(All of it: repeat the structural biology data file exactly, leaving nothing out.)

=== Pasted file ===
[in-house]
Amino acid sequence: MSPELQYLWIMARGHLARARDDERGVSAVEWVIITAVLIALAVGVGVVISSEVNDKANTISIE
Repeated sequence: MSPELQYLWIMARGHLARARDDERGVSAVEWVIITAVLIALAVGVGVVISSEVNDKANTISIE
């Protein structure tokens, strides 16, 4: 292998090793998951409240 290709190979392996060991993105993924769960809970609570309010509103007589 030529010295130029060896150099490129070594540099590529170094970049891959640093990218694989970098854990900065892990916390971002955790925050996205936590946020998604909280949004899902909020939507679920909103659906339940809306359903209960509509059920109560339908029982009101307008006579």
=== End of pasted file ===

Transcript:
[in-house]
Amino acid sequence: MSPELQYLWIMARGHLARARDDERGVSAVEWVIITAVLIALAVGVGVVISSEVNDKANTISIE
Repeated sequence: MSPELQYLWIMARGHLARARDDERGVSAVEWVIITAVLIALAVGVGVVISSEVNDKANTISIE
């Protein structure tokens, strides 16, 4: 292998090793998951409240 290709190979392996060991993105993924769960809970609570309010509103007589 030529010295130029060896150099490129070594540099590529170094970049891959640093990218694989970098854990900065892990916390971002955790925050996205936590946020998604909280949004899902909020939507679920909103659906339940809306359903209960509509059920109560339908029982009101307008006579």